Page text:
Thick fog during winters has been forcing airlines to cancel and delay flights in Delhi for years, but the alarmingly high level of air pollution has emerged as a new challenge for air-carriers and airport operators. As many as 37 flights were diverted on Sunday due to poor visibility caused by a high concentration of smog in and around the Delhi airport. The air quality and visibility had marginally improved on Monday, but aviation experts see flight diversion a major cause for concern as it inconveniences thousands of passengers in just a few hours. "The poor visibility cannot be assigned entirely to pollution, but it is certainly a major contributor. The policy-makers need to do something about this on an urgent basis. Delay, diversion or cancellation of flights cause huge losses to airlines and inconvenience passengers," said Rajan Mehra, CEO of Club One Air and former India head of Qatar Airways.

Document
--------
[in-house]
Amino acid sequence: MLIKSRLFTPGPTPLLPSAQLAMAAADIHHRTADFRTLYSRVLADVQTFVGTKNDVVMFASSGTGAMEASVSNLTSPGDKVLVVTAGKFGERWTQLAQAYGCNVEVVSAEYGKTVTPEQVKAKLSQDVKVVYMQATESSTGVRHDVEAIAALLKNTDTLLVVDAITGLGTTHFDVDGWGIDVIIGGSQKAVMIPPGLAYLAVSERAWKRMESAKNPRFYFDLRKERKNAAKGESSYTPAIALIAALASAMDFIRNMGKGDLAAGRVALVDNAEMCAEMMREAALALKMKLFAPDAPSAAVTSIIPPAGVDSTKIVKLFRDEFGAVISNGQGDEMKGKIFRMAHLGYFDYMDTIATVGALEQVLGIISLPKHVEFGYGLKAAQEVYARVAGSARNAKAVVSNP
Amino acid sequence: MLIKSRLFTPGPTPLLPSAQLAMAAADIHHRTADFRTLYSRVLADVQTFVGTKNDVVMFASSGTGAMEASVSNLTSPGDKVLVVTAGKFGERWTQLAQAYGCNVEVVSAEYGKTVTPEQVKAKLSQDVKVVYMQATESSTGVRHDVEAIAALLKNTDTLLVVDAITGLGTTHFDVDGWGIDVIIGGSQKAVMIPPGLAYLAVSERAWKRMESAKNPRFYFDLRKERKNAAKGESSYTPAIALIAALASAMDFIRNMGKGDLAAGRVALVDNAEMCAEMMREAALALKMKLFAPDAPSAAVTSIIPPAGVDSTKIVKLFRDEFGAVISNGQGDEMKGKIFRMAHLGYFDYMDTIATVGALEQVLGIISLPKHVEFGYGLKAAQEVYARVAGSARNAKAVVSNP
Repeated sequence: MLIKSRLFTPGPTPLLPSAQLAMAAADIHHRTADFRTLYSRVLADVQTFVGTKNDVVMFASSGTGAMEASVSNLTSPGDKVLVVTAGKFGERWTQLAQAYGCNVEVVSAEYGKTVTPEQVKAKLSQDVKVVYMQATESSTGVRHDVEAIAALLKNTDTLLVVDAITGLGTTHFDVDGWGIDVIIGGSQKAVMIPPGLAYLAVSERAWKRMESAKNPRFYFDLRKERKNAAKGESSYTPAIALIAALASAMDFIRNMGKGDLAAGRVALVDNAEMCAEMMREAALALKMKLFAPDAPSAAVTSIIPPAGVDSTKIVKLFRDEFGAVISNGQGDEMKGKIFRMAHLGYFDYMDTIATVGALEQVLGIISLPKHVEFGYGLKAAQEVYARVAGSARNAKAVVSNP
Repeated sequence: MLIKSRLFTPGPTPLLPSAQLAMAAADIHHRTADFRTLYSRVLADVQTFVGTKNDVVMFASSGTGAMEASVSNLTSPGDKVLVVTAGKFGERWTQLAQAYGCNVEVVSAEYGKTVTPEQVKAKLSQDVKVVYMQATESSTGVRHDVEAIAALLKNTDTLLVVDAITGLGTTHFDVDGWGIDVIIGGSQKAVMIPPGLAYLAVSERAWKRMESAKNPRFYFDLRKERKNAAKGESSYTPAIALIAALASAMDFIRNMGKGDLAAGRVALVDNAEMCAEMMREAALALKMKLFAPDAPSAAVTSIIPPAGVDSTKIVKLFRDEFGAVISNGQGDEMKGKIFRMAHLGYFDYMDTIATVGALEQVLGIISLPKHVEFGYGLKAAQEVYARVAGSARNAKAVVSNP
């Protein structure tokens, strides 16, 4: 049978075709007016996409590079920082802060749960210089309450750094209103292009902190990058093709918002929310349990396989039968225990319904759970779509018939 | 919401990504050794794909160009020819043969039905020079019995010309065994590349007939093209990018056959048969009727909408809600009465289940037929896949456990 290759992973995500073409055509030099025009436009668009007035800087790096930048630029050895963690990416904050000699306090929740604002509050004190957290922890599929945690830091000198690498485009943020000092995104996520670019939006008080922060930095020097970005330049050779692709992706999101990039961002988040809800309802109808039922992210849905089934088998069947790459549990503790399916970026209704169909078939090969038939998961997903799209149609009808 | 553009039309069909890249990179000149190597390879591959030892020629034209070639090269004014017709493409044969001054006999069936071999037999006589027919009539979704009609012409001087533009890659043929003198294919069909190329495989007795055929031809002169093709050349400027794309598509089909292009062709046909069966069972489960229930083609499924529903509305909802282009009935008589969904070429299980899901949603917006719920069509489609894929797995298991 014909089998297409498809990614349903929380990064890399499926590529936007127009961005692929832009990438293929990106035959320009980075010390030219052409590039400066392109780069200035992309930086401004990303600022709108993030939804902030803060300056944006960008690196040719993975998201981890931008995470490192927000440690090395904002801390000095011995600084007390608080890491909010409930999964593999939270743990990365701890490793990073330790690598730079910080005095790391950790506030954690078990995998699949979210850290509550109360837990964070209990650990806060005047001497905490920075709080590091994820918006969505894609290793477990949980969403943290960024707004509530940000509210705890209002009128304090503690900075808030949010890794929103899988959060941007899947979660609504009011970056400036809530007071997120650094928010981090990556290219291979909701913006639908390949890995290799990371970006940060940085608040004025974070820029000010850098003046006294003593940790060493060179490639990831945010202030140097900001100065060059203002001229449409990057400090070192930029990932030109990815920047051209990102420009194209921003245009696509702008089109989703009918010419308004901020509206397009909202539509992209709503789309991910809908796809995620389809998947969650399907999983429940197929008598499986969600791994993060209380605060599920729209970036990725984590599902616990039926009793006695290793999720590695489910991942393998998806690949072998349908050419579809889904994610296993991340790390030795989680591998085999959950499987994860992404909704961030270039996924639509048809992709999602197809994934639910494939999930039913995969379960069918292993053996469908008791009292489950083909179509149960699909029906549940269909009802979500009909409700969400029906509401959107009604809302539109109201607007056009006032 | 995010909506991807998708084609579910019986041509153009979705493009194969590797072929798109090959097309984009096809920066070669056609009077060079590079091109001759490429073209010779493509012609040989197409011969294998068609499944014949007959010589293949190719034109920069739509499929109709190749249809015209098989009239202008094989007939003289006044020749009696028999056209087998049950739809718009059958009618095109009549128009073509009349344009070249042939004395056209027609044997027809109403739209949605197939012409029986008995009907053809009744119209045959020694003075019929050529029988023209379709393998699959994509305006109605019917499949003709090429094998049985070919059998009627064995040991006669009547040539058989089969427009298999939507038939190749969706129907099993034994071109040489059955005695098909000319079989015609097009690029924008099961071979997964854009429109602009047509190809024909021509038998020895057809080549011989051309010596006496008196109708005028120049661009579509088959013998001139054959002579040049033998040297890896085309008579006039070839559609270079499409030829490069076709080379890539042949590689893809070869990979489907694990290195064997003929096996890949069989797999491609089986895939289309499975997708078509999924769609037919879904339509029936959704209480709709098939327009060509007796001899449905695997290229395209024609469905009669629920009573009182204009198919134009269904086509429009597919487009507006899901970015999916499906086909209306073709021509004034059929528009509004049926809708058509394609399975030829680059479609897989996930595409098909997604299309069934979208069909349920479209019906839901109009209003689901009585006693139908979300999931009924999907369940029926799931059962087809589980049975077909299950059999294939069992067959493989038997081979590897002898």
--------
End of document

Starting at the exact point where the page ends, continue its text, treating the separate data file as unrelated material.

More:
Many experts maintain that the problem of pollution in Delhi is largely man-made and can be rectified. They blame vehicular emissions, a large cluster of industries, stubble burning in the neighbouring states and burning of crackers during the festive season. "It is not natural. It is completely man-made. The government should show strong will power to tackle the issue. Many times the government does not want to act given that farmers constitute a big vote bank and hence they are not stopped from burning stubble," an airline executive said wishing not to be named. As per an executive working at the Delhi airport, visibility had fallen to 50 metres on Sunday leading to the diversion of flights to nearby cities like Amritsar, Jaipur and Lucknow. With the national capital fast becoming a hotspot of pollution, it has drawn international attention. The city is seen as one of the most polluted ones in the world with foreign tourists thinking twice before landing into the city.